By Sgt. Jonathan Fernandez
U.S. Army Central
Regional displays brought a 28 year old observance to life for Soldiers in the U.S. Central Command area of responsibility where Hispanic and Latin American Soldiers could celebrate their memories from home and share it with their fellow service members.
First Sustainment Command (Theater) hosted a Hispanic Heritage month observance featuring different aspects of Puerto Rican, Dominican, Mexican and Cuba culture for service members at Camp Arifjan, Kuwait, held on October 1.
Americans around the world celebrate the observance from September 15 to October 15 every year since former President Ronald Reagan signed it into law in 1988.
This year’s observance theme focused on three elements: embracing, enriching and enabling America.
“Hispanics and Hispanic Americans view America as the land of opportunity and they believe in the American dream and self-determination,” said Sgt. 1st Class Lisa Paxton, an equal opportunity advisor at U.S. Army Central. “They enrich American culture with their culture, their language, values, work ethic and ideals. And, they enable by contributing in many fields that add to American greatness.”
The observance consisted of a panel made up of Hispanic service members from a range of duties and roles, a dance showcase, several tables set up with information and treats from different Latin American countries and a piñata. Maj. Gen. William Hickman, the deputy commanding general-operations of U.S. Army Central, welcomed the dancers to the stage in his special appearance and Brig. Gen. Bruce Hackett, the commanding general of 451st Sustainment Command (Expeditionary), introduced the panel members.
“Each opportunity to come together and recognize the contributions of different cultures within our Army is truly a special occasion,” Hickman said as the dancers were getting on the stage. “One of the most recognizable contributions has been dance.”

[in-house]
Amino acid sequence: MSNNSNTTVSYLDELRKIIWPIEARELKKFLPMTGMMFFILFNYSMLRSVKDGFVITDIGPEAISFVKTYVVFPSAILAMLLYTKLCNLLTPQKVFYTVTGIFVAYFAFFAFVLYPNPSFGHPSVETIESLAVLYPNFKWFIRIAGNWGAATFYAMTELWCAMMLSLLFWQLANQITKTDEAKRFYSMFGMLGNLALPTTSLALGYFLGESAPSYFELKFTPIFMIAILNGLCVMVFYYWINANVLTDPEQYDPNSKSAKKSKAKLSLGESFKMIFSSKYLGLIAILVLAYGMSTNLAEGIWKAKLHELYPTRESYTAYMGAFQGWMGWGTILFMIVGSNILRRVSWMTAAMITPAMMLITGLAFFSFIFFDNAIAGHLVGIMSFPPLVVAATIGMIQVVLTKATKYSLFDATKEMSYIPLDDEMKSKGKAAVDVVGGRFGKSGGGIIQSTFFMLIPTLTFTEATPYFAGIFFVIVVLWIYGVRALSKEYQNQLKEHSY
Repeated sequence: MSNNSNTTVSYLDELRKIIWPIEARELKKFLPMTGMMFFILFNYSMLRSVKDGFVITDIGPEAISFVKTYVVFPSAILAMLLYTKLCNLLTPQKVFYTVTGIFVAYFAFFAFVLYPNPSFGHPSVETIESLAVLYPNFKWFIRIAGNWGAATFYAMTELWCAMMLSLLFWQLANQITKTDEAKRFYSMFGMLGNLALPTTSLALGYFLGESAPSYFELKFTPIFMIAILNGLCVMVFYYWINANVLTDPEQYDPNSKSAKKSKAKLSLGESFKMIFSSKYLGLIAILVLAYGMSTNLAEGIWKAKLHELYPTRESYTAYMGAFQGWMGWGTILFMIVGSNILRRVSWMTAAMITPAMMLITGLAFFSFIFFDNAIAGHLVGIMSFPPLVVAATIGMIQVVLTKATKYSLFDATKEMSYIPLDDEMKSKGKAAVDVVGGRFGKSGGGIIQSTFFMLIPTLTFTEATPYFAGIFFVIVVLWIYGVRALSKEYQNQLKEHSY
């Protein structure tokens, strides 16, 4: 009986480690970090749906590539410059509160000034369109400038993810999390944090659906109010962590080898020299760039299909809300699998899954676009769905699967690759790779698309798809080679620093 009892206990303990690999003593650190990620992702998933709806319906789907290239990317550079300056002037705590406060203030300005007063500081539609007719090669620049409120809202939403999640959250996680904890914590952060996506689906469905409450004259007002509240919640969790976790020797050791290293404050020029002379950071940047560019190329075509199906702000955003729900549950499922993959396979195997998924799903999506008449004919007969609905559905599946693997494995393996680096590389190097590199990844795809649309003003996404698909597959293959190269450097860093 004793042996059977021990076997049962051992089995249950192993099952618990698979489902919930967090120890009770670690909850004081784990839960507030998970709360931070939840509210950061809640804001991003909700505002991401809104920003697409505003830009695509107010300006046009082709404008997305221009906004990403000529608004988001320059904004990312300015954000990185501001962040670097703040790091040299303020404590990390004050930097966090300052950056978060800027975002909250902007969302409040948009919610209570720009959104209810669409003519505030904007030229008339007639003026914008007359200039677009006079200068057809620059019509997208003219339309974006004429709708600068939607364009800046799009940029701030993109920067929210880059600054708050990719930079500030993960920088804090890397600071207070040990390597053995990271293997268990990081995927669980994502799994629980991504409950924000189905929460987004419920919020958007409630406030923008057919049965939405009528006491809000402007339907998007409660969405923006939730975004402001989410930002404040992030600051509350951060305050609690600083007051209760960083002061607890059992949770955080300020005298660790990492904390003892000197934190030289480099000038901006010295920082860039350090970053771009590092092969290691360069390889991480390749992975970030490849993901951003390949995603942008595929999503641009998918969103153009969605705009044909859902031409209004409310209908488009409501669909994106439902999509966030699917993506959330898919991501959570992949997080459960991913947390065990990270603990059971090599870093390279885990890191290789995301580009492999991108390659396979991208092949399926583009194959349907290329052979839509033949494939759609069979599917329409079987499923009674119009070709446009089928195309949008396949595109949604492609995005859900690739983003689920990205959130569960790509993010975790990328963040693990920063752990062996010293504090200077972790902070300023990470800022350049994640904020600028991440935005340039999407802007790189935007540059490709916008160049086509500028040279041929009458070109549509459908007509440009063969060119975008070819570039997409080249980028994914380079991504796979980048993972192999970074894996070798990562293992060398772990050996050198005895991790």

The dancers, Soldiers at Arifjan, showcased the Bachata, Merengue and Salsa dances.
“Ethnic observances are extremely important,” said Paxton. “They help service members to better understand the importance of diversity and the importance of understanding your fellow Soldiers’ backgrounds.”
Hispanics make up 17-percent of the U.S. population with 55 million people according to the latest national census.
“The purpose of the Hispanic Heritage month observance…is to educate everyone who comes out to participate and observe,” said Staff Sgt. Beatriz Sanchez, a facility maintenance office noncommissioned officer with 1st TSC and one of the event organizers.
People from different cities, countries, continents, backgrounds, cultures and beliefs make up the United States of America. These different cultures are what make the Army the best, said Paxton.
“Even though we all come from different cultures and backgrounds, we are all brothers and sisters in arms and we all work together regardless of our background, said Paxton. “We can be proud of our backgrounds and still work as one team… America is great because of its diversity.”
This is the idea behind the Equal Opportunity observances, said Sanchez.
“This was a celebration and everything that was brought to the observance provided positive energy,” she said. “People were smiling and laughing. Our military family came together and that’s what EO is about. People coming together as a community to celebrate and unite.”
U.S. ARMY RESERVE
DEPT. OF DEFENSE
U.S. CENTRAL COMMAND
DEPT. OF HOMELAND SECURITY
BEST WARRIOR COMPETITION